MUHAMMADIYAH.OR.ID, JAKARTA – The long-standing conflict between Palestine and the State of Israel has its roots in historical events dating back to the 20th century. Notably, it traces back to the division of Palestinian territory by the United Nations in 1947, a decision that followed the 1917 Balfour Declaration.
Following the Balfour Declaration, the British government facilitated the immigration of hundreds of thousands of Jews to the Palestinian territories. This move included providing military support to Jewish settlers during the Palestinian resistance in 1939. Bloody conflicts have been waged asymmetrically and structurally by the Zionists against the Palestinians since the establishment of the Zionist state of Israel in 1948.
In light of these historical insights, Abdul Mu’ti, the General Secretary of Muhammadiyah, emphasized that the conflict between Israelis and Palestinians should not be framed as a religious confrontation between Muslims and Jews. Instead, it is fundamentally a political conflict in which many Jews also oppose Israeli Zionism.
“We should make it clear that this is a political conflict concerning territorial struggles between Palestinians and Israelis. It’s a situation that the international community labels Israel’s actions as occupation or aggression against Palestinian territories,” said Mu’ti.
In the AWM Weekly Halaqah (forum) on “Palestine-Israel Reconciliation: A Religious Perspective” on Friday (October 27), Mu’ti mentioned that the bloody conflict between Palestine and Israel is far from a simplistic, black-and-white battle between Islam and Judaism.
Data in 2022 revealed that in Israel, the Muslim population comprised 17% or approximately 1.5 million people. Meanwhile, the Palestinians who are victims of Zionism are not only Muslims but also Jews, Christians, and traditional religious believers such as the Druze.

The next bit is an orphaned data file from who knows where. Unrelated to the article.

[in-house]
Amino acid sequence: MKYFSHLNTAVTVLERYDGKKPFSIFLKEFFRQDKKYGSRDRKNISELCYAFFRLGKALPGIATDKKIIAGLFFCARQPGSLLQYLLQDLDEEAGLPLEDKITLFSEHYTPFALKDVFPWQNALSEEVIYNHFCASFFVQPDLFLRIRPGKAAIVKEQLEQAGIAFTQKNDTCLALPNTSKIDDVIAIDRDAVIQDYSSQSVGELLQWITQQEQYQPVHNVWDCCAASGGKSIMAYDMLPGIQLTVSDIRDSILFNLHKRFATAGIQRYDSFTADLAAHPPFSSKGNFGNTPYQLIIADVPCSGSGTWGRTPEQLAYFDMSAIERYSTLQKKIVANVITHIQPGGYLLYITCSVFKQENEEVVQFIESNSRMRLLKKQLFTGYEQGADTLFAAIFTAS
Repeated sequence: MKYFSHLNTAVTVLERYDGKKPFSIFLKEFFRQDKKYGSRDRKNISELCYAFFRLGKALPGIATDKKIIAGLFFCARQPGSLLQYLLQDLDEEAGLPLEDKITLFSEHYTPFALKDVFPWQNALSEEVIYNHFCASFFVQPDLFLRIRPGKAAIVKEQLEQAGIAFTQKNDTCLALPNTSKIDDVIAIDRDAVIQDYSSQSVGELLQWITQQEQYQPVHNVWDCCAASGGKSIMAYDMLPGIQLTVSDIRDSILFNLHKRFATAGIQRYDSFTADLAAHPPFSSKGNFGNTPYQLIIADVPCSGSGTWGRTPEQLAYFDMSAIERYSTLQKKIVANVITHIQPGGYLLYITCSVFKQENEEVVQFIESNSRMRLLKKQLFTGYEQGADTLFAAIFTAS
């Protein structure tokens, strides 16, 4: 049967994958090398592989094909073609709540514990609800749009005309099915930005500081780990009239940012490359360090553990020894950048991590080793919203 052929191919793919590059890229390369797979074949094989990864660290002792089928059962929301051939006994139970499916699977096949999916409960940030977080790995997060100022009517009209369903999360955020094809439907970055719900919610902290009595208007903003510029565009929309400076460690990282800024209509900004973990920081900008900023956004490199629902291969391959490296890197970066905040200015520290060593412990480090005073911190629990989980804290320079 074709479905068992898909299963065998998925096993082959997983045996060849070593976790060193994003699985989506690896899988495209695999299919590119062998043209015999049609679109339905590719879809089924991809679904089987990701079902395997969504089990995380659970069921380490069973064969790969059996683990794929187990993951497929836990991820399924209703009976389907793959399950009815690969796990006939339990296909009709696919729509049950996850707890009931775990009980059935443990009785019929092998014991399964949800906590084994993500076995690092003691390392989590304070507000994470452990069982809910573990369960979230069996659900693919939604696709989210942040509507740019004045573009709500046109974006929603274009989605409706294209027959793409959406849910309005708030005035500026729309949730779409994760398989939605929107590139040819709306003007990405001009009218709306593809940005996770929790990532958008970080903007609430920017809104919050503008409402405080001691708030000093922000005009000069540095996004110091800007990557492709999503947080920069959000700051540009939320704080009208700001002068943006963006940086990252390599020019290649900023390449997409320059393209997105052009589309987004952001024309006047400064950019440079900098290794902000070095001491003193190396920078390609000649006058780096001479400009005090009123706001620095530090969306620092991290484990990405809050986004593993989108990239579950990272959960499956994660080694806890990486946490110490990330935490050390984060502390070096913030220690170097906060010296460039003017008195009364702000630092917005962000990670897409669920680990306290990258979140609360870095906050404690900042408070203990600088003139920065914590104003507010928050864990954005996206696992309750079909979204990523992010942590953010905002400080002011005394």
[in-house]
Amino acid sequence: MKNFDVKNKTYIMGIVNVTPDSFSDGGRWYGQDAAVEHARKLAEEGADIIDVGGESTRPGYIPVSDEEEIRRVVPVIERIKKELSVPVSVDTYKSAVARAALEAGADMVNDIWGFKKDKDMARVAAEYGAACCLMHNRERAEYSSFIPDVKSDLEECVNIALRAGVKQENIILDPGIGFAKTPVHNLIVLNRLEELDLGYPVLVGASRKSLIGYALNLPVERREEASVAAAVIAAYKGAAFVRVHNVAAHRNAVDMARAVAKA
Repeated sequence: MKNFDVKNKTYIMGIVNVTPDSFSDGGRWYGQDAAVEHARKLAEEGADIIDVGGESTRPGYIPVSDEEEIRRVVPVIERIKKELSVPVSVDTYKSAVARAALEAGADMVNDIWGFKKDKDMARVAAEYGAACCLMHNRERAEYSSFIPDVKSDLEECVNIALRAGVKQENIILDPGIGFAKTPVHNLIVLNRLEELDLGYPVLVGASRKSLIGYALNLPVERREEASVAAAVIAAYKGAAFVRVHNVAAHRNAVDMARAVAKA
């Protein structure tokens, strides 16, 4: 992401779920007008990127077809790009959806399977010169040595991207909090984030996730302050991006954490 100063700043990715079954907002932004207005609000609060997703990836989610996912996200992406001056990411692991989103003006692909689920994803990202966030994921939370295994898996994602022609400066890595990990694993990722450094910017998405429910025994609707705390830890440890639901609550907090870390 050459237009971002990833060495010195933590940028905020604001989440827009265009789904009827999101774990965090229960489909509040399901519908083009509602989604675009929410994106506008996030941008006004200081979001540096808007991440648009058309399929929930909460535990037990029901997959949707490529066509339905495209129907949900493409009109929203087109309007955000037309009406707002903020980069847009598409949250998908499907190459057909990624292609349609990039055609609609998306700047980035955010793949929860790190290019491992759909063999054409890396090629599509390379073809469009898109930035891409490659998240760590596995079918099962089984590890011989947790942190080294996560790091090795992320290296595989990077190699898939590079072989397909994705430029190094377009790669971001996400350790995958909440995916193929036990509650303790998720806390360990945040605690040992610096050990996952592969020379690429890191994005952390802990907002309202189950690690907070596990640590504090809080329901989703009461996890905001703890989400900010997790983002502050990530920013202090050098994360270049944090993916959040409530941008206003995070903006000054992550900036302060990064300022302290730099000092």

“Framing this as a war between Islam and Judaism could exacerbate tensions worldwide, which is something we genuinely wish to avoid,” said Mu’ti.
“So far, I’ve observed a tendency in society where people tend to be 100% in support of Hamas, Palestine, or Israel, and they blame one another.”
Paths to Peace and Reconciliation
Despite the ongoing and protracted nature of this conflict, Mu’ti remains hopeful that reconciliation and lasting peace can be achieved. Civil society is leading various cultural diplomacy initiatives to promote mutual understanding and brotherhood among Muslims, Jews, and Christians. Some noteworthy initiatives include Common Ground, Kalimatun Sawa’, and Son of Ibrahim.
“It is pertinent to consider how non-religious communities can play a pivotal role in fostering harmony among these diverse groups through non-military and non-political means,” said Mu’ti.
In a deliberate move to avoid reductive views of the Palestinian-Israeli conflict, Mu’ti encourages individuals to prioritize rationality, objectivity, and the tenets of civil discourse over emotionally charged responses.
“Ensuring the safety of civilian populations and public infrastructure is of utmost importance, even in times of armed conflict. This requires a collective commitment to universally recognized principles that demand the use of peaceful dialogue and civilized actions to mitigate existing tensions. By aligning with these principles, we can seek effective, non-violent solutions,” said Mu’ti.
“It is unlikely to achieve a peaceful resolution without international pressure on Israel to end occupations, actions to stop the war, and civil society voices in dialogue,” said Mu’ti.